Discussion of developing, building and marketing an intelligent refrigerator
- Phase one.
- Phase two.
- Phase three.
- Phase four.
- Phase five.
- Needs to be fulfilled.
- Market research method.
- Competitive advantages (differentiation).
- Full screen.
- Financial analysis.
- New products process.
- Product development for the 'Smart Fridge'.
- Speed to market.
- The ideal client.
- The technical development process.
- The design process.
- Development team.
- The ideal team.
- Managing the development team.
- Works cited.
Of the ideas, a smart refrigerator seems either existing or a bit too specialized. My guess is that refrigerators that can inventory and restock themselves already exist too. It is certainly do-able now because the items are bar-coded and data regarding servings is online, so it could b guessed fairly well. Home Depot has a self-checkout that knows the weight of every product as you put it in the bag, so a fridge with an all-around barcode scanner that will catch anything removed and get its weight based on the total weight of the entire fridge as the item comes and goes is dead on. Therefore, the trick is to make it scalable and ahead of the curve on features and price.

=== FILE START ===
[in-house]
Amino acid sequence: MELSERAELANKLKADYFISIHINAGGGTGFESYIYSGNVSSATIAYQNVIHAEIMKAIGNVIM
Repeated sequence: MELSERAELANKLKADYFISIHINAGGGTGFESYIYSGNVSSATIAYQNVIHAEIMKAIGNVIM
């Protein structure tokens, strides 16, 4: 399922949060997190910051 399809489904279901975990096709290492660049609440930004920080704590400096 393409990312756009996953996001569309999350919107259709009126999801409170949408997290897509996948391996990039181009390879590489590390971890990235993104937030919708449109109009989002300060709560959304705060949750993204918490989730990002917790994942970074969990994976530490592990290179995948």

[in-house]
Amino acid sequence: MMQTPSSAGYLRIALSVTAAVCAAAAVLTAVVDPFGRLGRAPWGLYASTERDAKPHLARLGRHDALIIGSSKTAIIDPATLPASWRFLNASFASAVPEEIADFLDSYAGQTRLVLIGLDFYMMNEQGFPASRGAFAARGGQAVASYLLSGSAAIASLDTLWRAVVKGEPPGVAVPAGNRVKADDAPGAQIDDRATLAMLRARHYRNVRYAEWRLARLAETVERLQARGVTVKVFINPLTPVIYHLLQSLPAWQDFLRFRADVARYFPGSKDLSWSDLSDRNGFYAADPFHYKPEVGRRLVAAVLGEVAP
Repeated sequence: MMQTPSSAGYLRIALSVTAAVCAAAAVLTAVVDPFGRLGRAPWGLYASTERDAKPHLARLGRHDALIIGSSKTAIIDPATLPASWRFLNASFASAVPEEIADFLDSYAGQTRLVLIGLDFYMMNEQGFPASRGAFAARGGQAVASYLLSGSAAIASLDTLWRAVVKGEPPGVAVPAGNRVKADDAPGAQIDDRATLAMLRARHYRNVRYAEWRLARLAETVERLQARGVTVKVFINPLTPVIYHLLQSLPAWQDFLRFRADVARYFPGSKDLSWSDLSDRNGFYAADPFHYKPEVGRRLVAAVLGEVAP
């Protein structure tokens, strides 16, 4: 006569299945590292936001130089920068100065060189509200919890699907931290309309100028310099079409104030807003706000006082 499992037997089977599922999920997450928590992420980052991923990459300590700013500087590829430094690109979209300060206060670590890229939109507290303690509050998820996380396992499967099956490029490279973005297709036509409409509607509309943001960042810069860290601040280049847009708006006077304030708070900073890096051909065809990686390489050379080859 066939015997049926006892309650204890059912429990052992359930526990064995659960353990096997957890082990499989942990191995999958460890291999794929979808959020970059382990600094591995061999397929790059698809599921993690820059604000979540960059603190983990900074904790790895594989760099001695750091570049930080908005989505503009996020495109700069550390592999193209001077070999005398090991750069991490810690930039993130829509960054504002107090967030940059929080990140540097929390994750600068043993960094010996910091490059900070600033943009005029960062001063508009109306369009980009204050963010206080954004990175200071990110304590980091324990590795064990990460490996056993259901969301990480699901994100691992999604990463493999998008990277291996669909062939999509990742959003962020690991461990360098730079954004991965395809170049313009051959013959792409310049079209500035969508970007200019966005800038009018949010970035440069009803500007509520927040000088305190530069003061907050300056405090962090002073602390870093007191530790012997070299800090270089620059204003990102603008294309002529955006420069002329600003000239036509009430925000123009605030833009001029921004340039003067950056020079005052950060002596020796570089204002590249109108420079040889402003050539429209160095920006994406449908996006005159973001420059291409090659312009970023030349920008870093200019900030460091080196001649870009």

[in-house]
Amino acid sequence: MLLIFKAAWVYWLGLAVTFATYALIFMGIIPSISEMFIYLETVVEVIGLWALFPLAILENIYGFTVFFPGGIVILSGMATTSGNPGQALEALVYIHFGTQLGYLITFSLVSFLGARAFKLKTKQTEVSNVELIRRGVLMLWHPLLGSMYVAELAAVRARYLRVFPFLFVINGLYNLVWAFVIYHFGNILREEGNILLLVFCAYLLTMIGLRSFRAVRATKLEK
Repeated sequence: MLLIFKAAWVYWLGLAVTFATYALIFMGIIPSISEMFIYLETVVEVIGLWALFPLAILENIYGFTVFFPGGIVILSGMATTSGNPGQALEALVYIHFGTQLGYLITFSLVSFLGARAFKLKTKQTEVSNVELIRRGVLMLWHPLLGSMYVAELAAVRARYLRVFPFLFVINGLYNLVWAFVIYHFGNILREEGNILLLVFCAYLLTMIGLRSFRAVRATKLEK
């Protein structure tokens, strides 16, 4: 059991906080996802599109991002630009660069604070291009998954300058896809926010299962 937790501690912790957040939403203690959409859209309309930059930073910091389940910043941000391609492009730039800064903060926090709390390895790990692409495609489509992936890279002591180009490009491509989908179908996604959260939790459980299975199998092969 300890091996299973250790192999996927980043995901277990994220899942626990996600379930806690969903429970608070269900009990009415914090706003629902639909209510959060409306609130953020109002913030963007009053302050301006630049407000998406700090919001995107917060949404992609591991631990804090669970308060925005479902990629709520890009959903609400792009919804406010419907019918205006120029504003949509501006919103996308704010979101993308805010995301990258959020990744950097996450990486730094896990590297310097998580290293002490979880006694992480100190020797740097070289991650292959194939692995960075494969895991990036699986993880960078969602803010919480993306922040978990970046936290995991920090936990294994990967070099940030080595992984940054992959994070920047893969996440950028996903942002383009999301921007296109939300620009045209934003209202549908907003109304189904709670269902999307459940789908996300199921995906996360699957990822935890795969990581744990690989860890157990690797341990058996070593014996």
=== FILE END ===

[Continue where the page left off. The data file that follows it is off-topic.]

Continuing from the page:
[...] It lacks the ability to track what is inside it by weight and is more of a calendar and internet tool than an end to grocery lists, though it is well-established in a way that the smart fridge is not. A solution may be in allowing open source software into the system. Many recent online advances have come from allowing users to customize their experience in ways that are unpredictable, but, at first, key advantages will have to be ease of use, awareness and price point. [...]
[...] Setting them up in their own offices with discussion boards and a very complicated system of carrot and stick incentives that they could hack and crack to their own content at their own hours and (sort of) pace might create enough raw solution material that others could come in and aggregate the breakthroughs. Yet there is also the issue of customer testing and the isolates might struggle in meeting customer needs if even more interesting ideas are bouncing around. Even though it might seem counterintuitive, some of this can be solved by simply having senior management aware of it. [...]
[...] The idea of an intelligent refrigerator is not brand new. The general idea has existed for some time, but it has mostly been for industrial purposes and there has been little success with it. This product is for homes and is designed to save time and money, which makes it different than previous attempts at market penetration. The ideal is to sell the smart fridge as something that solves problems that consumers were not aware that they had. The iPod is an example of this. [...]